Logos and Tao

“To see a world in a grain of sand, And Heaven in a wild flower,
Hold infinity in the palm of your hand, And eternity in an hour.”
William Blake, ‘Auguries of Innocence’ circa 1803

In many parts of the world what we call ‘knowledge’ and doctrine are indistinguishable, both form what we call ‘Truths’ or ‘Facts’, and become tenets, of transmittable belief. 

Where once (scriptural) doctrine was its own authority, to be interpreted by teachers, in schools. Today where religious doctrine is eroded, authority passes to teachers, and knowledge is transmitted as facts as though they were doctrine. This statement is validated by the amount of interest in teacher training given over to the development of attention signals and class control, and the little time in the teacher training curriculum devoted to techniques to promote ‘critical understanding’.

The ancient concept of  ‘Logos’ is described in a variety of ways.  Christian Theology states as a matter of doctrine that the ‘Logos’ is the ‘Word’ of God, or a ‘Principle’ of divine reason. In the more critical dialogues of Greek philosopher Plato, Logos was the ‘Word’, or the thought behind the words contributing to the dialogue through which understanding flowed, it was also rational ‘Principle’ that ordered the universe.

Many people think that when Galileo turned his telescope to view that universe, that he challenged the doctrine that man’s faith and belief was at the centre of the cosmos. What was more important was, that he was challenging the method of reaching a judgement on what is knowledge and who or what should be the judge and arbiter to pronounce on what we may define as knowledge.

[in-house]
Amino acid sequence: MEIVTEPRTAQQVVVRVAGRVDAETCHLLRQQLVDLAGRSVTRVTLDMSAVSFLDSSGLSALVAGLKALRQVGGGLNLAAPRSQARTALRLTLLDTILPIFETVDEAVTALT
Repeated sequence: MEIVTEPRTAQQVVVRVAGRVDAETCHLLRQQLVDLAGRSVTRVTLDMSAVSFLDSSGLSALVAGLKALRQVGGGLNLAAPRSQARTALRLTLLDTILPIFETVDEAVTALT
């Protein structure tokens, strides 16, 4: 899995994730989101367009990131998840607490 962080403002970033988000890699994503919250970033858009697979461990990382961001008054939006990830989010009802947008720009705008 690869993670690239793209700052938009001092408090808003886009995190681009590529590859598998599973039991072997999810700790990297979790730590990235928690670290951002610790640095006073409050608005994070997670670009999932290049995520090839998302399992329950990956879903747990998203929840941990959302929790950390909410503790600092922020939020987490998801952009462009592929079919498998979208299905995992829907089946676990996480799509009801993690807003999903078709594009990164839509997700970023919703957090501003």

His telescope suggested that man was on the edge of  a vast cosmos, but in the Christian cave of belief world where ‘Truth’ was a doctrinal absolute this was an absurd suggestion. It was not however his heliocentric propositions, but rather his mathematics that expressed logical isometric ratios of interval into equations, that ultimately challenged such beliefs derived from scriptural interpretation.

Through mathematics we have achieved a far deeper understanding of the universe than ever before, yet in our caves of belief, we continue to believe that man’s ego is, through a belief in empiric proofs, the arbiter of ‘Truths’, that are nowadays called ‘Facts’.In considering these facts, our ‘way’ of thinking even of space is ‘time-bound’. In the way that we conventionally think, space is some vague none-stuff in which ‘things’ move through, in time, in a space where causes have effects,where all is effect that is reducible in time to a ‘First Cause’.

 Today, after Einstein, if we use a different more fluid way of thinking, we begin to see that even the space that Galileo looked through is not quite as we believed it to be. We can begin to think in terms of a world being existentially and continuously formed as the expression of dynamic ratios of interval becoming the patterns that we see as ‘Forms’. Such relations of ratio create the timeless logical expressions, that we call the ‘Laws of Physics’.

We don’t ‘come into’ the world, for that is a normative nonsense. We ourselves arise from a universe, where we are as expressions of that universe becoming ‘Form’.  This is an ancient way of thinking that by-passes belief because it logically expresses the fluid energy of the universe, rather than that of man.  In such a way, we can be seen as a continuous expression of the ‘Grammar’, the Logos, sometimes called the ‘Tao,’ of a universe, of which, the genus man and his thought, beyond reason and belief, strives logically to reconnect .

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